Syria’s Healthcare System Latest War Casualty

Khaled, 5, is finally free of the excruciating pain he was suffering from a severely inflamed appendix, thanks to emergency surgery covered by assistance from IOCC. Khaled is among the nearly 1,000 displaced Syrian people who have received assistance from IOCC for medical needs increasingly out of reach in their war torn country. photo: IOCC/GOPA

Baltimore, MD (February 24, 2014) — Heavy fighting in Syria’s embattled Idlib province forced Khaled, 5, and his family to flee their home and settle in the town of As-Suwayda in southwest Syria. When Khaled’s severely inflamed appendix needed to be removed right away, his father, now displaced and penniless, worried about how he would pay for his son’s lifesaving surgery.

Isla, 11, was born with a chronic heart condition and also suffers from asthma which makes it difficult to breathe. Because of Isla’s weakened heart, a severe asthma attack could kill her. When the conflict in Syria began nearly three years ago, fighting near her neighborhood in Da’raa drove her mother, father and five siblings from their home in search of safety. They found shelter in an unfinished house. Both of Isla’s parents were also able to find steady jobs, but the expense of purchasing the drugs needed to treat her medical condition put a strain on the family’s extremely limited finances.

Syria’s civil war has severely weakened the country’s healthcare system, making it more difficult for thousands of displaced Syrians like Isla and Khaled to afford medical treatment needed to survive. The destruction of many of the country’s pharmaceutical factories has led to an alarming shortage of medicine, and UN reports estimate that two-thirds of Syria’s 88 public hospitals have been damaged or destroyed. Add to that the growing number of doctors and hospital workers who have had to flee to escape the violence of war, and access to healthcare inside Syria is rapidly falling out of the reach of those who need it most.

Isla, 11, is breathing easier with the help of lifesaving asthma drugs that her parents were able to purchase with assistance from IOCC. As Syria’s healthcare system faces collapse from the destructive forces of civil war, IOCC, an ACT Alliance member, is responding to the growing health crisis by providing assistance to displaced Syrian people with medical needs. photo: IOCC/GOPA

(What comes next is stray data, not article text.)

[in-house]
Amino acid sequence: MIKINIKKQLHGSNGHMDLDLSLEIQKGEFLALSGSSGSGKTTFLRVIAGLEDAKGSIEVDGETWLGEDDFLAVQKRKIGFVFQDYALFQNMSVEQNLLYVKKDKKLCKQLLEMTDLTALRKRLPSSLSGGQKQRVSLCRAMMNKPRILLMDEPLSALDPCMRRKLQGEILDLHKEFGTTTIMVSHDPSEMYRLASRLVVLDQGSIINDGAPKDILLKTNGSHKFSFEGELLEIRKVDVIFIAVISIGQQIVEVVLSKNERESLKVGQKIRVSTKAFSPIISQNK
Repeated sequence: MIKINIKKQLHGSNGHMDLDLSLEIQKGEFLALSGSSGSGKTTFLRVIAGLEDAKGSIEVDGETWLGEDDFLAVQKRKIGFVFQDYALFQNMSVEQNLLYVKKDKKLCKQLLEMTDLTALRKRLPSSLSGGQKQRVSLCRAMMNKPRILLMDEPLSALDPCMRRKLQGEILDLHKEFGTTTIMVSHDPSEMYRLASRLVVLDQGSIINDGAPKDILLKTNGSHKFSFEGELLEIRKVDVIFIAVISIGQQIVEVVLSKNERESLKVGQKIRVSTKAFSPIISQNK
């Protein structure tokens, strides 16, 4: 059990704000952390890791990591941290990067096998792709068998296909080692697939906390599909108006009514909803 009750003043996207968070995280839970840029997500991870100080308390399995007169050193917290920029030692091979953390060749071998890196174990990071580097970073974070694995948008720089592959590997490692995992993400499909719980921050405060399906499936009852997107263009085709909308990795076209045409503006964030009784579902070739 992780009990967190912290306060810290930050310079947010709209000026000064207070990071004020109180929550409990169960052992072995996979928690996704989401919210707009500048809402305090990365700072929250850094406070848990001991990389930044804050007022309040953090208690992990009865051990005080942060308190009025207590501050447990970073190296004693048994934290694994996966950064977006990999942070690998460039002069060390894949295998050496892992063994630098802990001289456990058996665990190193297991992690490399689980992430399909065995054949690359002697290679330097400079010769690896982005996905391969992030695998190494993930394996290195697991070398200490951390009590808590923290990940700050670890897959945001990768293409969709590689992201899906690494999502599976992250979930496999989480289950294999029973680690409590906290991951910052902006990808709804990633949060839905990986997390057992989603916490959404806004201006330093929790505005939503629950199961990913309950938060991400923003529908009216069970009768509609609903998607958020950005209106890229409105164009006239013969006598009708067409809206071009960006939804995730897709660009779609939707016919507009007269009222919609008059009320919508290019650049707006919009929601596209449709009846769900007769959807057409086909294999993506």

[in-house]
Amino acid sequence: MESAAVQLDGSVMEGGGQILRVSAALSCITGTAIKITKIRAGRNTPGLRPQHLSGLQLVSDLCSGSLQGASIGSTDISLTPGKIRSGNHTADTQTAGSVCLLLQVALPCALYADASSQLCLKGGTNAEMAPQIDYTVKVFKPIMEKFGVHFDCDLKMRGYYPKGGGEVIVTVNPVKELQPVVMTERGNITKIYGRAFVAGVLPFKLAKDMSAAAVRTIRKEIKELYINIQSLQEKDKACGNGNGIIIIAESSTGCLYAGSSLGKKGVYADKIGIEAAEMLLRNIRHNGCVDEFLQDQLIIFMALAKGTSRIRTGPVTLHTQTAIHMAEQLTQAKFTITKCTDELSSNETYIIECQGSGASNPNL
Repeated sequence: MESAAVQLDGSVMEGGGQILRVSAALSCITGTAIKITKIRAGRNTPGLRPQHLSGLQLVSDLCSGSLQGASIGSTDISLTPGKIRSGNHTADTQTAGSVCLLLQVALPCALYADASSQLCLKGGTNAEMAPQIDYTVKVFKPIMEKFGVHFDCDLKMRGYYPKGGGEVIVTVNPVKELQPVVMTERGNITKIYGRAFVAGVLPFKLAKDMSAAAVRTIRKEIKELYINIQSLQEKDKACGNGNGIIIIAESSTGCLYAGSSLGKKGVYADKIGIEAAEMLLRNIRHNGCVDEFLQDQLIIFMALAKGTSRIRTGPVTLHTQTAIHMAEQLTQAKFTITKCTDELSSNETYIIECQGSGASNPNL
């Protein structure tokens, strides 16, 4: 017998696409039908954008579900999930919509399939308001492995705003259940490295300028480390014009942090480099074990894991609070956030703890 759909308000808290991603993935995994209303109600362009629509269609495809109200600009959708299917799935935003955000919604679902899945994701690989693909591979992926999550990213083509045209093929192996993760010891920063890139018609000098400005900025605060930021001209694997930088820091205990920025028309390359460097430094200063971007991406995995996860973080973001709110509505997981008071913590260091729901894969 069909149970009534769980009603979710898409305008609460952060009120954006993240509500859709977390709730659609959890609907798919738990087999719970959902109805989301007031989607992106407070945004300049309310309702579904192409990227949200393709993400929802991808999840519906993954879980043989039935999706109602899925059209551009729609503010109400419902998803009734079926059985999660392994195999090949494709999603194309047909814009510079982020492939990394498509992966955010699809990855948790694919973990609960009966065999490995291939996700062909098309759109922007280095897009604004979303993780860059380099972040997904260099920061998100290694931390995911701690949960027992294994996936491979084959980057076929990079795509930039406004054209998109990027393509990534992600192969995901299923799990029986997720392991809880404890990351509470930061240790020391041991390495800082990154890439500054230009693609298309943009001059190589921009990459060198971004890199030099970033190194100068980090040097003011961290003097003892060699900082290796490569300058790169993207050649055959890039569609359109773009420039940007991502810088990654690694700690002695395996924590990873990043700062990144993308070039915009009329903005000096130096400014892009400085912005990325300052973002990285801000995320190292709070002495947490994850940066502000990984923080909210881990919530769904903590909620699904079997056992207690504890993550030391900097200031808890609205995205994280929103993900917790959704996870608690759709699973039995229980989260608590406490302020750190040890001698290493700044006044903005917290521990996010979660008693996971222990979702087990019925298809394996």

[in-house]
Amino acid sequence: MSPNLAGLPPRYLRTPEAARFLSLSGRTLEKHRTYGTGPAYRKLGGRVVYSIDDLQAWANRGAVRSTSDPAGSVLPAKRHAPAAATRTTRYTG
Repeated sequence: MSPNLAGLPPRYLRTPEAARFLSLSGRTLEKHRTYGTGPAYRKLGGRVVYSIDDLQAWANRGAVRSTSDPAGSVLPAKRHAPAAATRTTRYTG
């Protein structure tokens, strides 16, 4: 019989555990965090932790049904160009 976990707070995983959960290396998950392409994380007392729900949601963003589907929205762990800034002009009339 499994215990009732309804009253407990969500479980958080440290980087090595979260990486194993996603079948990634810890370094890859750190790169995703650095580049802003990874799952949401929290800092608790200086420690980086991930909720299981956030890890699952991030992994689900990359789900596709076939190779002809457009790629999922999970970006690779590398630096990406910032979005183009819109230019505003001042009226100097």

International Orthodox Christian Charities (IOCC) in cooperation with its local partner, the Greek Orthodox Patriarchate of Antioch and All the East (GOPA) is responding to this growing health crisis by providing assistance to nearly 1,000 displaced Syrian people with medical needs. IOCC, an ACT Alliance member, is helping to cover their costs for essential medicine like Isla’s asthma drug, or minor surgical procedures like Khaled’s appendectomy.

In Syria, where more than six million people have been displaced by civil war, IOCC/GOPA is among very few humanitarian organizations working on the ground to provide shelter, medical assistance and education support, and delivering food, blankets, bedding and heating stoves to families living in some of the most volatile regions. Since 2012, IOCC has been responding to the urgent needs of nearly one million people displaced in Syria.


You can help the victims of poverty and conflicts around the world by making a financial gift to the International Emergency Response Fund which will provide immediate relief, as well as long-term support through the provision of emergency aid, recovery assistance and other support to help those in need. To make a gift, please visit or call toll free at 1-877-803-IOCC (4622), or mail a check or money order payable to IOCC, P.O. Box 17398, Baltimore, MD 21297.


IOCC is the official humanitarian aid agency of the Assembly of Canonical Orthodox Bishops of the United States of America. Since its inception in 1992, IOCC has delivered $438 million in relief and development programs to families and communities in more than 50 countries. IOCC is a member of the ACT Alliance, a global coalition of more than 140 churches and agencies engaged in development, humanitarian assistance and advocacy, and a member of InterAction, the largest alliance of U.S.–based secular and faith-based organizations working to improve the lives of the world’s most poor and vulnerable populations.